THE LUCINA PROJECT II
BUILDING ON SUCCESS
Building on the success of the Lucina Project, WSIS has launched an expanded implementation effort targeting district level hospitals in Kenya.
One Size Doesn’t Fit All
Infection prevention programs in high income countries have resulted in significant reduction of SSI. However, the reduction of SSI has not been reliably replicated on a large scale in LMIC. The World Health Organization has recommended use of surgical unit safety programs (SUSP) programs, which work to strengthen safety culture and teamwork, for these regions, but we hypothesize that the complexity and personnel requirements make SUSP very difficult to implement in resource limited settings, particularly at government hospitals.
“A recently published study in The Lancet reported that the most common procedure
in 25 countries in Africa was caesarean section (33%), and infections were the most
common complication resulting from overall surgeries. Among patients who died as
a result of surgery, about 8% were as a result of a caesarean surgery.”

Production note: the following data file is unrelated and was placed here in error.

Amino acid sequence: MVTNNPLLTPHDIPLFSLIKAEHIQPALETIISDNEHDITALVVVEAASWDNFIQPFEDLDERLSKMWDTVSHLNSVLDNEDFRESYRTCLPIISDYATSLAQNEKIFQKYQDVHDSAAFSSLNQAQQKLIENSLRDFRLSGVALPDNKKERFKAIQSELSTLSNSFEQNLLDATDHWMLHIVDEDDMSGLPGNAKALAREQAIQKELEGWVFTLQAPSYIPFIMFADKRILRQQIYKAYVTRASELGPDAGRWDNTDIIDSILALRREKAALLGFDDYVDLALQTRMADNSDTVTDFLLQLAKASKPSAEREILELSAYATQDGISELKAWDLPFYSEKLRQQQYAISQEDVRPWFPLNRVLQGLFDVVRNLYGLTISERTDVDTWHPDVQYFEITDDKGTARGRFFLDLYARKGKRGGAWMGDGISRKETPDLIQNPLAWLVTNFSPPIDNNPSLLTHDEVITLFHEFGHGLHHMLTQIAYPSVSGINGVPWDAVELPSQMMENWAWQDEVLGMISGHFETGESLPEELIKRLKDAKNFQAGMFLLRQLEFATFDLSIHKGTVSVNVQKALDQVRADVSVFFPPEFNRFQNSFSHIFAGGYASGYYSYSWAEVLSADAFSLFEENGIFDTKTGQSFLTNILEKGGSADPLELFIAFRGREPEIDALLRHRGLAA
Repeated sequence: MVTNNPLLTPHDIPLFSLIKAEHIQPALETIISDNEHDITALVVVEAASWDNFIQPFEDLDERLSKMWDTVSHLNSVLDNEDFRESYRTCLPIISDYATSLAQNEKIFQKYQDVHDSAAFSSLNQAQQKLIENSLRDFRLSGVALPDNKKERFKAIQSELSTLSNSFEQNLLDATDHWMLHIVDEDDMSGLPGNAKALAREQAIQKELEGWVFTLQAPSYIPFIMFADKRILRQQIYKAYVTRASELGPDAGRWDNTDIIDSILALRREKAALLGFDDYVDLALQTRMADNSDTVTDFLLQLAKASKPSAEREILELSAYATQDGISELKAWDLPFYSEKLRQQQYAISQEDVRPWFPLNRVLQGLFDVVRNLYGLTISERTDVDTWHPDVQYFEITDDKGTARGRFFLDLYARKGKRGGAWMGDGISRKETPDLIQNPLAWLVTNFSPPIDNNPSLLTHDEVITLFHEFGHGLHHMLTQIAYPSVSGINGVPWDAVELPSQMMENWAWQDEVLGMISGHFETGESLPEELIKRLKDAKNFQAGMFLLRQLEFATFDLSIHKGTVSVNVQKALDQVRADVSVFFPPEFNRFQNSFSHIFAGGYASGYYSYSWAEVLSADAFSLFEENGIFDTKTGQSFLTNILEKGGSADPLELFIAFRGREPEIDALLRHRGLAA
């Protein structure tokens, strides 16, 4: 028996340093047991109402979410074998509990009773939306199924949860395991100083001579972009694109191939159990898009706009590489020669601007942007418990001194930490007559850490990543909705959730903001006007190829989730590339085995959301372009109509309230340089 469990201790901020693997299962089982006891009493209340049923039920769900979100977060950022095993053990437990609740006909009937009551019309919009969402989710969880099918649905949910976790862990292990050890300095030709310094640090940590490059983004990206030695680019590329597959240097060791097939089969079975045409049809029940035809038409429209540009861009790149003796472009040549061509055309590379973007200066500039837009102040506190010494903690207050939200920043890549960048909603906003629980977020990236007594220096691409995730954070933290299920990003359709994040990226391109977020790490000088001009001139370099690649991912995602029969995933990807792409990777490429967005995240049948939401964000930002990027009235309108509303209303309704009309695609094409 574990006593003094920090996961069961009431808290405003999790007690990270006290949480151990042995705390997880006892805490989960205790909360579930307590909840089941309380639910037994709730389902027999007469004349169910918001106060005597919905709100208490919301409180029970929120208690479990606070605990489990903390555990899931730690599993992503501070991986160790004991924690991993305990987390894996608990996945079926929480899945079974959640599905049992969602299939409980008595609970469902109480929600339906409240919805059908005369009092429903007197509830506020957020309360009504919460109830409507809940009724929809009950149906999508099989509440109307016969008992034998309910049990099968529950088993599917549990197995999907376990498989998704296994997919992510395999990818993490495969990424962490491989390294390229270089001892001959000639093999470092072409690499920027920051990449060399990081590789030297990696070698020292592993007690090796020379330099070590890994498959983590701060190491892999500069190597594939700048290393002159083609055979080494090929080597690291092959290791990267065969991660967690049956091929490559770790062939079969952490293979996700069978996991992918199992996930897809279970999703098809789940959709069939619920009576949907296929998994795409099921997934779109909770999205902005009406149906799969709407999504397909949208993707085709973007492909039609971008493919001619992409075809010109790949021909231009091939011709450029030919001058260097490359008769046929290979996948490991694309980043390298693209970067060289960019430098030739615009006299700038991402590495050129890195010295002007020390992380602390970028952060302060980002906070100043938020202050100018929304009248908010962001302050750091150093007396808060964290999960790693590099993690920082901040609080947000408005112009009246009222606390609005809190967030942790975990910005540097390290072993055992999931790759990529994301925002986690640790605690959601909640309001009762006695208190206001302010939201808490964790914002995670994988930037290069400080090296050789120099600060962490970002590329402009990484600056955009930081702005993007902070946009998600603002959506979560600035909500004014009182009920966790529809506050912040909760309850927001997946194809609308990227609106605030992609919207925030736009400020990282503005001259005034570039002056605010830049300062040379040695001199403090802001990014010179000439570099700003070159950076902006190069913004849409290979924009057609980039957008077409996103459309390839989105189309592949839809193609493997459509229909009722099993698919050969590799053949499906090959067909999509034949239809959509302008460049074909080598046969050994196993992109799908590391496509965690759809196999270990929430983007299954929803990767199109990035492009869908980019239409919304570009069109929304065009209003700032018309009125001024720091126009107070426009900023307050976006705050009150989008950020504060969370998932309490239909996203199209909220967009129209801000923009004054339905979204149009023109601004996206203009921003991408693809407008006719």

–Source: Global Maternal Sepsis Study
Developing a scalable, sustainable surgical infection intervention bundle that is effective at this type of facility is a crucial global health objective because district level hospitals often serve a greater population than larger referral hospitals, and patient safety improvement programs developed in high-income regions or large referral hospitals in LMIC are often not feasible due to resource constraints. Simple and low-cost quality improvement interventions are available and can be implemented at high coverage in LMICs. One such intervention is the administration of pre-operative antibiotics, which is established as extremely effective in lowering SSI rates, and was shown to be in the Lucina Project.
With the information gathered in our previous study, we believe that the following elements are key in improving in clinical outcomes (reduced SSI):
Presence of executive, surgical/obstetrical, and nursing champions
Adherence to the strong recommendations in the WHO guideline for the prevention of surgical site infections
Existence of a hospital wide infection control program with adequate staffing
Adequate water, sanitation and hygiene
This project will map out the most effective implementation process for district level
Hospitals. We will also address the need to capture high quality and actionable data: describing personnel, infrastructure, and clinical practices in a meaningful way in order to facilitate hospital -to-hospital comparisons and potential translatable solutions.
This study will be divided into two phases: an initial survey to gather baseline information at the target facilities, and the implementation of the intervention bundle. This structure will allow us to gain a greater understanding of the current practices at each facility and work with staff to better tailor the implementation and intervention process to maximum effectiveness.